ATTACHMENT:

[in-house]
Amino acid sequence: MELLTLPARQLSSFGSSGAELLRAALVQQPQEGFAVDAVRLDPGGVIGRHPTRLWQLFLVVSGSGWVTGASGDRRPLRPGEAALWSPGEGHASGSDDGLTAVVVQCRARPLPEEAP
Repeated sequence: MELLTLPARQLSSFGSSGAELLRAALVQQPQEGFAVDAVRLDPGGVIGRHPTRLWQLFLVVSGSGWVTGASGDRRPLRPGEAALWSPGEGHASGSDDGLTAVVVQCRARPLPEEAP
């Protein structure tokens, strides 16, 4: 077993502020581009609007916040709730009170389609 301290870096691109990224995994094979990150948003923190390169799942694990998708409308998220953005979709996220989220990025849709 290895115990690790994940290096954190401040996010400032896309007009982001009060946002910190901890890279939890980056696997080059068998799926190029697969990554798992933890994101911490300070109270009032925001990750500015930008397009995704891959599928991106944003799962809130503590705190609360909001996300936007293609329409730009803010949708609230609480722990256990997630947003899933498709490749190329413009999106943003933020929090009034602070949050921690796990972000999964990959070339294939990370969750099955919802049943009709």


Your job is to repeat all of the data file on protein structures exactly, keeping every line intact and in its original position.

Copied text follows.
[in-house]
Amino acid sequence: MELLTLPARQLSSFGSSGAELLRAALVQQPQEGFAVDAVRLDPGGVIGRHPTRLWQLFLVVSGSGWVTGASGDRRPLRPGEAALWSPGEGHASGSDDGLTAVVVQCRARPLPEEAP
Repeated sequence: MELLTLPARQLSSFGSSGAELLRAALVQQPQEGFAVDAVRLDPGGVIGRHPTRLWQLFLVVSGSGWVTGASGDRRPLRPGEAALWSPGEGHASGSDDGLTAVVVQCRARPLPEEAP
């Protein structure tokens, strides 16, 4: 077993502020581009609007916040709730009170389609 301290870096691109990224995994094979990150948003923190390169799942694990998708409308998220953005979709996220989220990025849709 290895115990690790994940290096954190401040996010400032896309007009982001009060946002910190901890890279939890980056696997080059068998799926190029697969990554798992933890994101911490300070109270009032925001990750500015930008397009995704891959599928991106944003799962809130503590705190609360909001996300936007293609329409730009803010949708609230609480722990256990997630947003899933498709490749190329413009999106943003933020929090009034602070949050921690796990972000999964990959070339294939990370969750099955919802049943009709």